3/20/2008Report Urges Tolling Every Road Leading to Washington
New plan suggests every road leading to Washington, DC should have a toll booth.
Local government officials in the Washington, DC area released a plan yesterday calling for the addition of toll booths to every road leading to the nation's capital. Federal gas tax funding worth $300,000 was used to pay for the Metropolitan Washington Council of Governments study which took eighteen months to complete.
The first element of the plan has entered the construction phase. High Occupancy Toll (HOT) lanes are being added to the Beltway and to Interstates 95 and 395, providing an extra lane of desperately needed highway capacity. Under the favorite scenario of the transportation planners, however, toll booths will be added to roads that have already been built and thus the tolling plan will only add new fees for usage of lanes that are currently free. The study explained that the building of new lanes with "value pricing" was only financially feasible in certain high-traffic areas.
The list of targets for toll booth additions includes the Baltimore-Washington Parkway, the Clara Barton Parkway, the George Washington Memorial Parkway, Suitland Parkway, Rock Creek and Potomac Parkway, Arlington Memorial Bridge and part of Independence Avenue -- all of which are currently free to use for all motorists. The National Park Service, which is in charge of these roads, expressed outrage at the proposal.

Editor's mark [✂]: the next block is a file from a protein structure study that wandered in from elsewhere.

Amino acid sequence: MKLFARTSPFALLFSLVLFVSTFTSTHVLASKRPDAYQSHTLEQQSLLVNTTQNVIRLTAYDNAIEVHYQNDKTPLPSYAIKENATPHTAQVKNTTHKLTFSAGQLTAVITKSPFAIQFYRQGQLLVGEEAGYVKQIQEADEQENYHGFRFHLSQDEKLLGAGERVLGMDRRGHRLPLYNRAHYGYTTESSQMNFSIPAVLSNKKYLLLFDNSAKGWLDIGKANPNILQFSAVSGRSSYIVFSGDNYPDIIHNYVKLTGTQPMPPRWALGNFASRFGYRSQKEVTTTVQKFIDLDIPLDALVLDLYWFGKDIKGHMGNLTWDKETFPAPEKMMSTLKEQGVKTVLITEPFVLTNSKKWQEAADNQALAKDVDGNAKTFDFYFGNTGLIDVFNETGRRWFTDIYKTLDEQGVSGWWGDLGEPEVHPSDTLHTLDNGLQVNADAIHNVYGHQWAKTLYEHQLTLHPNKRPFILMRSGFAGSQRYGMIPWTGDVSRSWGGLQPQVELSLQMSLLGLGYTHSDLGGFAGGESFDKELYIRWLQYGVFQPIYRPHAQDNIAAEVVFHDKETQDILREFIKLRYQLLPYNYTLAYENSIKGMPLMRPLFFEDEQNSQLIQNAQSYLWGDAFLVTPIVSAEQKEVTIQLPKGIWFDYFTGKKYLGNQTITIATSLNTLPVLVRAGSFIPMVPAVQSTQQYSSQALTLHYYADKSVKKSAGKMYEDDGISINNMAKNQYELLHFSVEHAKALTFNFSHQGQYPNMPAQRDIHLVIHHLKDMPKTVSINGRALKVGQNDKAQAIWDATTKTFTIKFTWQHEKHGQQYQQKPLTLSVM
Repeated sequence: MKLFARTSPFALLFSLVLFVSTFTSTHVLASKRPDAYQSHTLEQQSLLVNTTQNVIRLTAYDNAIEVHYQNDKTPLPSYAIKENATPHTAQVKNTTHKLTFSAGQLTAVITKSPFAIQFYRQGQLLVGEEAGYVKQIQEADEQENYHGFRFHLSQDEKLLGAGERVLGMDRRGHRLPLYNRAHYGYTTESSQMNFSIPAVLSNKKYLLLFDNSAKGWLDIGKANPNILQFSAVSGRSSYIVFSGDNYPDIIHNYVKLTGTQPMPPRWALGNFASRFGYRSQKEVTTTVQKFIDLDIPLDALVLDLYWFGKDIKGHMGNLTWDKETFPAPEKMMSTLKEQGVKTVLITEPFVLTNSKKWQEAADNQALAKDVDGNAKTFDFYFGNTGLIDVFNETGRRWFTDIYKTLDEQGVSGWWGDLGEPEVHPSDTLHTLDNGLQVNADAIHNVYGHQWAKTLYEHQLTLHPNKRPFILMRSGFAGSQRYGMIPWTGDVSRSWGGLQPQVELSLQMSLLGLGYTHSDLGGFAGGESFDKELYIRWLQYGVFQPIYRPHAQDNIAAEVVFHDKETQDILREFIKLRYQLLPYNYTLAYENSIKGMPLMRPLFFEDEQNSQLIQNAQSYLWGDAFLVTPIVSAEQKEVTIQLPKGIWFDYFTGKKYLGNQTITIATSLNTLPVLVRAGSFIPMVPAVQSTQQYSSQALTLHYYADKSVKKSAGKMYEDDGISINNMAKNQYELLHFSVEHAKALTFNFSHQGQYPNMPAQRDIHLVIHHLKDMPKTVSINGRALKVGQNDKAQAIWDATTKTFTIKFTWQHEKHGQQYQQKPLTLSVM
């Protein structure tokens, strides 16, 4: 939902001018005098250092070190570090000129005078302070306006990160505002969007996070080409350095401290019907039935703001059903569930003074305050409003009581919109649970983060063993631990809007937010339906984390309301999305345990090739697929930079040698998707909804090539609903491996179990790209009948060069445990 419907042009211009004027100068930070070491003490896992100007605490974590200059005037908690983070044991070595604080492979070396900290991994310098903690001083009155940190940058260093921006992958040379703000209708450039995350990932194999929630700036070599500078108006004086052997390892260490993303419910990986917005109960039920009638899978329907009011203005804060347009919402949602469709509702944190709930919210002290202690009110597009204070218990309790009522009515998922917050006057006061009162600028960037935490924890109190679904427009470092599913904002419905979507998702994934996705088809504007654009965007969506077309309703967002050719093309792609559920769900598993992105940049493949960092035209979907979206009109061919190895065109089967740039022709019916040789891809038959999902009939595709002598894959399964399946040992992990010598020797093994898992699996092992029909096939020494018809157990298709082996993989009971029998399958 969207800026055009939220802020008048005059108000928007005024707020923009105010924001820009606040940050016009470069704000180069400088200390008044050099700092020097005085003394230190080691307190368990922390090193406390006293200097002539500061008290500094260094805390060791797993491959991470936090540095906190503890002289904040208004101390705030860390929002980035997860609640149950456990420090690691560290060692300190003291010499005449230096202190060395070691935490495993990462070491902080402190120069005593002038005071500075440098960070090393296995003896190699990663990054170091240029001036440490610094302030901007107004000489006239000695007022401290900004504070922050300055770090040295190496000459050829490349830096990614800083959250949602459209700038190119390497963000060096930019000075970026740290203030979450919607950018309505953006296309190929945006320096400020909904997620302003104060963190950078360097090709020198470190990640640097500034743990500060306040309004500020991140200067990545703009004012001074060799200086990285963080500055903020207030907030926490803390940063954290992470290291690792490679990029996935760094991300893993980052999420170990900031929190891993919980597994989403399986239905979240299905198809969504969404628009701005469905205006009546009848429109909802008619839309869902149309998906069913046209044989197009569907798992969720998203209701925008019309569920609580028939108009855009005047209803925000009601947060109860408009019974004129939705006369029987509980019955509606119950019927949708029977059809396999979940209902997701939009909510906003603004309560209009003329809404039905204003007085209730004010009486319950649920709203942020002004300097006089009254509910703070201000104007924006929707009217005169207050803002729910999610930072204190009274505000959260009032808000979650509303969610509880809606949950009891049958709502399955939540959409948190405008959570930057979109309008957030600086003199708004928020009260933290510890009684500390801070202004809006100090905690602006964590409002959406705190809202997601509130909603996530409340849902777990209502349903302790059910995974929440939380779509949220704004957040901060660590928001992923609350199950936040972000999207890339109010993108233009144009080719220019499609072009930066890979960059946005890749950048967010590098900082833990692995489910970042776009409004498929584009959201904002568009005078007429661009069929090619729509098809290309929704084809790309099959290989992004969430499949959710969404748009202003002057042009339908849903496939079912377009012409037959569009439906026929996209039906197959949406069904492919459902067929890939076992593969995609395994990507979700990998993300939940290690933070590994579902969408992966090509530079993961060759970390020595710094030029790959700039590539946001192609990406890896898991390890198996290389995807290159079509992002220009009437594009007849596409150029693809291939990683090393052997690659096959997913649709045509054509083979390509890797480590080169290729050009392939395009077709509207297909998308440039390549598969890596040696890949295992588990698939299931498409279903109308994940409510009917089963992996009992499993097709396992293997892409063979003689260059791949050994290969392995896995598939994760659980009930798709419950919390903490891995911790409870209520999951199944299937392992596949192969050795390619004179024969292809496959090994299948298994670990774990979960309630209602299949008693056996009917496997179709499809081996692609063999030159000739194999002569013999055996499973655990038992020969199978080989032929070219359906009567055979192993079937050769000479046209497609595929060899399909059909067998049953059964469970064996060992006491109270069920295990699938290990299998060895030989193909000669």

"With the high volumes of commuter traffic using these routes daily, it is easy to forget that the primary purpose of these parkways is to provide a natural, scenic travel route into the nation's capital," wrote Park Service National Capital Region Director Joseph M. Lawler.
Lawler condemned the thought of adding unsightly toll booths to the park roads and suggested the collection of a toll would violate a law that prohibits the charging of any fees to visit a national park within the District of Columbia.
Although the plan is designed to tax motorists for the purpose of further subsidizing bus and rail service, the report suggested adding extra bus capacity would offer limited value.
"The addition of extensive transit service to the Variably Priced Lane networks resulted in system-wide increases in transit use of around 4 percent," the report stated.
A summary copy of the study is available in a 1mb PDF file at the source link below.